LONDON – ‘We’re ditching the tired model and building destinations, not just gyms.’ That’s part of an announcement on 1Rebel’s website. The nascent brand’s second branch is located in the recently redeveloped Broadgate Circle, one of London’s main business districts.
Designed by up-and-coming practice Studio C102, the 800-sqm basement – formerly occupied by mechanical systems and storage – looks more like a club than a gym, thanks to poured-concrete flooring and industrial-style detailing. In the words of Studio C102 principal Kyriakos Katsaros: ‘The brief was to make each new 1Rebel gym as individualized as possible, while still keeping to the brand promise of every class feeling like a night out – an event in its own right rather than a means to an end.’
That explains why 1Rebel Broadgate is noticeably darker than its nearby predecessor at 63 St Mary Axe. ‘By responding imaginatively to differences in the sites,’ says Katsaros, ‘we created a distinct sense of place for each. At the same time, we maintained a constant design language and an overall palette of materials, which draw inspiration from contemporary art and cutting-edge retail design rather than from the fitness sector.’
Features to look for include neon logos positioned behind dark-green welding curtains and a bespoke network of Kee Klamp rails that weaves its way (almost seamlessly) around the front-of-house space and through the interiors. The network begins as a display of iPads whose images attract the attention of people passing the street-level shopfront. The rails then become a bench, form staircase balustrades and provide a simple rack for hanging the brand’s sportswear range – only to end as seating again. Complementing a welcome desk finished in handcrafted white tiles is a black-tiled bar at the middle of the reception area, where patrons can pause for refreshments.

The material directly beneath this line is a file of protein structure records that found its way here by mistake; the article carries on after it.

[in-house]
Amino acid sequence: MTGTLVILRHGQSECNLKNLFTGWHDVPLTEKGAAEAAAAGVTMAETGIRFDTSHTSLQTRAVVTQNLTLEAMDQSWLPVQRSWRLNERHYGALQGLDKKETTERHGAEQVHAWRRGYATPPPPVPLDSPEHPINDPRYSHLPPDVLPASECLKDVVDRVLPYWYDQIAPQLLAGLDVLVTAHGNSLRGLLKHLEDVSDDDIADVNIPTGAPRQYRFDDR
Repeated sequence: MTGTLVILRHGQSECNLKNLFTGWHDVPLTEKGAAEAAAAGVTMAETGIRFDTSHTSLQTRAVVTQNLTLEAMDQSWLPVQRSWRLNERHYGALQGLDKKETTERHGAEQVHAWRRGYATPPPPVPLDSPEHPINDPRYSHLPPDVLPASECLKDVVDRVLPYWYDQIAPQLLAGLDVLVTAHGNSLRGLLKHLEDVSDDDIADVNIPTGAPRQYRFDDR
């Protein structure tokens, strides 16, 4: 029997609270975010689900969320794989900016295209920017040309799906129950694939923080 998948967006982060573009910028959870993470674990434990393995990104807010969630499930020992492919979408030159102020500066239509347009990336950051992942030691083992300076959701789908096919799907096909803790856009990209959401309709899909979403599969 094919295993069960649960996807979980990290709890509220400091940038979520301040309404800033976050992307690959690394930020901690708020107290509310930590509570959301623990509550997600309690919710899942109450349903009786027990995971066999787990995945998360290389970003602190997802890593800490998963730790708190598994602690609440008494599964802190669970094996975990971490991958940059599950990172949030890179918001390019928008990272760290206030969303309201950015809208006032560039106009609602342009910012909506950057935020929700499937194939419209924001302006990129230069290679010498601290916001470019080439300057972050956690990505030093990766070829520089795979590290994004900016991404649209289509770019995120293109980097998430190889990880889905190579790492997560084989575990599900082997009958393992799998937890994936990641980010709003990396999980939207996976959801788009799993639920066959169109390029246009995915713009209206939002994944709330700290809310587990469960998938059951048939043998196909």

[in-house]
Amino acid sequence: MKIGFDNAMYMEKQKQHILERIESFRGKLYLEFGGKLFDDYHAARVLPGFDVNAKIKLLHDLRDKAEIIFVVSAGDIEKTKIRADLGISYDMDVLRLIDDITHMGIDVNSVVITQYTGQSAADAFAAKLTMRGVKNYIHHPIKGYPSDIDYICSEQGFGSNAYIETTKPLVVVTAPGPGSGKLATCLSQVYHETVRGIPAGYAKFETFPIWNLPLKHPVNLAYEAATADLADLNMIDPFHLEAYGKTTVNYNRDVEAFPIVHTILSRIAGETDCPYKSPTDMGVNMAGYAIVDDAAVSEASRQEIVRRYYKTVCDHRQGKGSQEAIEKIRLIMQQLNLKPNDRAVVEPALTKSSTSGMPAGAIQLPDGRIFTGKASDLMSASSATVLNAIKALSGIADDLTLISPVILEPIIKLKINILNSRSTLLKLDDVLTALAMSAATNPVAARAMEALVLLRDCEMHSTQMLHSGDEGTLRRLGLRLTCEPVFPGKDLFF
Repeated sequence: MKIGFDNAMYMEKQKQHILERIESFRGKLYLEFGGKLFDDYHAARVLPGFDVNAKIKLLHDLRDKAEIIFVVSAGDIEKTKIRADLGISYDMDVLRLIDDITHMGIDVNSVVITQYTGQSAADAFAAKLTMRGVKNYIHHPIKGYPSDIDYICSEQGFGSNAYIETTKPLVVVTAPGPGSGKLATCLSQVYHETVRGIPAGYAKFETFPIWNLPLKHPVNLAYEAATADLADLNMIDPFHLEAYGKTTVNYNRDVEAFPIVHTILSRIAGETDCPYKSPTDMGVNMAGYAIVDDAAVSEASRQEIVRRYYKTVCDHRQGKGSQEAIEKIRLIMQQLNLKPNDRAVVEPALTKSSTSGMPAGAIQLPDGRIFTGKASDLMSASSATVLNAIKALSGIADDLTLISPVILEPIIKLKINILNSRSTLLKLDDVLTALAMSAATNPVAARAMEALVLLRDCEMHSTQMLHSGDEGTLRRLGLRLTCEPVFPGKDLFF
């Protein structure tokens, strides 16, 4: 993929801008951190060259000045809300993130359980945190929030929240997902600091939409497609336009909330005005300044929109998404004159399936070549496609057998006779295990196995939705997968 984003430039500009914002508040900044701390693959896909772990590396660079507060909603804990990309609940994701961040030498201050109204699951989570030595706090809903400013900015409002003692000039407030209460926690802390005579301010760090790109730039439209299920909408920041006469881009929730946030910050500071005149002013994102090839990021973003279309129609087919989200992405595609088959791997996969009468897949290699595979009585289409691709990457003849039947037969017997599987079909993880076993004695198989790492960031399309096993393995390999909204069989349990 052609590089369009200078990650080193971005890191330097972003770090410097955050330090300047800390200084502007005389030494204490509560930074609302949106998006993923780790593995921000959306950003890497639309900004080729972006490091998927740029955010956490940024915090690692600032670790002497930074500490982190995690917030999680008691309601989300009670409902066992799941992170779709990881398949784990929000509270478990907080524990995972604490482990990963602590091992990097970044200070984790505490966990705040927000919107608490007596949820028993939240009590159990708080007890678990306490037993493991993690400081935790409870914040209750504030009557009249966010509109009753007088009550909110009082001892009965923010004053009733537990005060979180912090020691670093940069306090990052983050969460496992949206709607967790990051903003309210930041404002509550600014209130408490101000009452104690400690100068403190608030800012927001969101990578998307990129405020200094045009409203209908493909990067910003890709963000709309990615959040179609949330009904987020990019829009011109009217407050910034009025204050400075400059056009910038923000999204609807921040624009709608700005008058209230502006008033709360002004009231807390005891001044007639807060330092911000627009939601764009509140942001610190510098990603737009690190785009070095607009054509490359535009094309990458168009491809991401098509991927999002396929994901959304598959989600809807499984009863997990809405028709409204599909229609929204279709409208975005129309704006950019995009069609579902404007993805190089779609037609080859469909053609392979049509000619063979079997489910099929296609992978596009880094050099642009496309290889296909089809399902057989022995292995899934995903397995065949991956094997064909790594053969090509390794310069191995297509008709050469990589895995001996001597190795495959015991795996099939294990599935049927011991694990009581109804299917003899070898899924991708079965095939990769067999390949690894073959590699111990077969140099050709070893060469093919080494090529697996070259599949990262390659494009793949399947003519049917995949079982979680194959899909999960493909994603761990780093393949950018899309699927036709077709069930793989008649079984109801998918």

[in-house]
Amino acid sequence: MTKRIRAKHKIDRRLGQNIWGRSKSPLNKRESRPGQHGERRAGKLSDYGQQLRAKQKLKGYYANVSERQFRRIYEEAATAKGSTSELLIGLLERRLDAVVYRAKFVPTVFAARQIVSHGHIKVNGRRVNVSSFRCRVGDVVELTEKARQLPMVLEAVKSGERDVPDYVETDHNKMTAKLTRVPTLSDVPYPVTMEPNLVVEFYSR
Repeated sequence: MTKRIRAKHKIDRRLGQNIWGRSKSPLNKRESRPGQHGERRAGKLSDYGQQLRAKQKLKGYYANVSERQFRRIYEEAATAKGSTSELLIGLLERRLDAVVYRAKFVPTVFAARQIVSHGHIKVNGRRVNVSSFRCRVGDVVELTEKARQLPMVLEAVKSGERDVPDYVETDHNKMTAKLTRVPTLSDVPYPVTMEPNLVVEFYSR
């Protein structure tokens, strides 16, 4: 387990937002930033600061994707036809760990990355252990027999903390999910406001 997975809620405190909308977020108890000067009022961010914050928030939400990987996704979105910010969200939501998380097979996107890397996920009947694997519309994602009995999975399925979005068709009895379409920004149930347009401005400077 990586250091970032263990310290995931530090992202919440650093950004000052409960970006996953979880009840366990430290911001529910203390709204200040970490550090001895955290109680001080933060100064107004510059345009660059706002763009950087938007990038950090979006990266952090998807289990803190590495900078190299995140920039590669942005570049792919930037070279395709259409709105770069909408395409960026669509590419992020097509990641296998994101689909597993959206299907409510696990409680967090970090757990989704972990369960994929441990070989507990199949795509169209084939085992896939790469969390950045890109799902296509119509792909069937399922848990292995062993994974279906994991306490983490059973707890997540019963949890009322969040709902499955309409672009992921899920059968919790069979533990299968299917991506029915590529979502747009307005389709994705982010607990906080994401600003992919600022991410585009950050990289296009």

The building has two studios, notable for flooring made from recycled black rubber. Rumble is a circular space with rows of punchbags, and Reshape, which curves around the perimeter of the gym, contains benches and treadmills. Continuing the industrial feel, men’s changing rooms have galvanized steel lockers, as opposed to copper-panelled lockers for women, and exposed copper pipes are perfect for heating towels.
Photos Gareth Gardner – Licensed to Studio C102
This article debuted in Frame 109 alongside a feast of inspirational interiors and interviews. Frame 109 beams the limelight on chromatic spaces that boost wellbeing. Find your copy in the Frame store.